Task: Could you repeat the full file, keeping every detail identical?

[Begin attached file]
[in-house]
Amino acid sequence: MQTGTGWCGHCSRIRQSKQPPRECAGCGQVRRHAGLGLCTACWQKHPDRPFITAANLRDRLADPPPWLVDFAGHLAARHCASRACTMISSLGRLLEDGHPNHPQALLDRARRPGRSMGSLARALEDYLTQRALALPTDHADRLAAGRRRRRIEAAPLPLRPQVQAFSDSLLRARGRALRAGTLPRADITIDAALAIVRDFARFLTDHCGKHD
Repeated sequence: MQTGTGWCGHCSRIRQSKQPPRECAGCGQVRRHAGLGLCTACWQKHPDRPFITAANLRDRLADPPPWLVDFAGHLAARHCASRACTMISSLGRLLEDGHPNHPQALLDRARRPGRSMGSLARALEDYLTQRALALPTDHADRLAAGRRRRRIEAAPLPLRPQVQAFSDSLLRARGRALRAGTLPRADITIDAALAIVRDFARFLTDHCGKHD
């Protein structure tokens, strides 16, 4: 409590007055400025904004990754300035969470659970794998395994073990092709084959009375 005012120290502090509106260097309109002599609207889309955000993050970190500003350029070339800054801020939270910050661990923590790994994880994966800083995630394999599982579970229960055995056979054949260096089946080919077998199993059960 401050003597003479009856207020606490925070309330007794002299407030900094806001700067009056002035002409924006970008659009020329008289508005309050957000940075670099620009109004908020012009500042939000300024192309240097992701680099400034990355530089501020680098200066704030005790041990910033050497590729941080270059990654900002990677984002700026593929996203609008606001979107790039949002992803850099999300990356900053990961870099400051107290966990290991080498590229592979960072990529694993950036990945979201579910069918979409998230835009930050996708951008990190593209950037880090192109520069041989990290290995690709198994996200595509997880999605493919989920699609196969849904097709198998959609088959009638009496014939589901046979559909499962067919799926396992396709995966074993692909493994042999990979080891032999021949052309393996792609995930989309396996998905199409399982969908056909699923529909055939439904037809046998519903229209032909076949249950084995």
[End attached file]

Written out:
[in-house]
Amino acid sequence: MQTGTGWCGHCSRIRQSKQPPRECAGCGQVRRHAGLGLCTACWQKHPDRPFITAANLRDRLADPPPWLVDFAGHLAARHCASRACTMISSLGRLLEDGHPNHPQALLDRARRPGRSMGSLARALEDYLTQRALALPTDHADRLAAGRRRRRIEAAPLPLRPQVQAFSDSLLRARGRALRAGTLPRADITIDAALAIVRDFARFLTDHCGKHD
Repeated sequence: MQTGTGWCGHCSRIRQSKQPPRECAGCGQVRRHAGLGLCTACWQKHPDRPFITAANLRDRLADPPPWLVDFAGHLAARHCASRACTMISSLGRLLEDGHPNHPQALLDRARRPGRSMGSLARALEDYLTQRALALPTDHADRLAAGRRRRRIEAAPLPLRPQVQAFSDSLLRARGRALRAGTLPRADITIDAALAIVRDFARFLTDHCGKHD
């Protein structure tokens, strides 16, 4: 409590007055400025904004990754300035969470659970794998395994073990092709084959009375 005012120290502090509106260097309109002599609207889309955000993050970190500003350029070339800054801020939270910050661990923590790994994880994966800083995630394999599982579970229960055995056979054949260096089946080919077998199993059960 401050003597003479009856207020606490925070309330007794002299407030900094806001700067009056002035002409924006970008659009020329008289508005309050957000940075670099620009109004908020012009500042939000300024192309240097992701680099400034990355530089501020680098200066704030005790041990910033050497590729941080270059990654900002990677984002700026593929996203609008606001979107790039949002992803850099999300990356900053990961870099400051107290966990290991080498590229592979960072990529694993950036990945979201579910069918979409998230835009930050996708951008990190593209950037880090192109520069041989990290290995690709198994996200595509997880999605493919989920699609196969849904097709198998959609088959009638009496014939589901046979559909499962067919799926396992396709995966074993692909493994042999990979080891032999021949052309393996792609995930989309396996998905199409399982969908056909699923529909055939439904037809046998519903229209032909076949249950084995």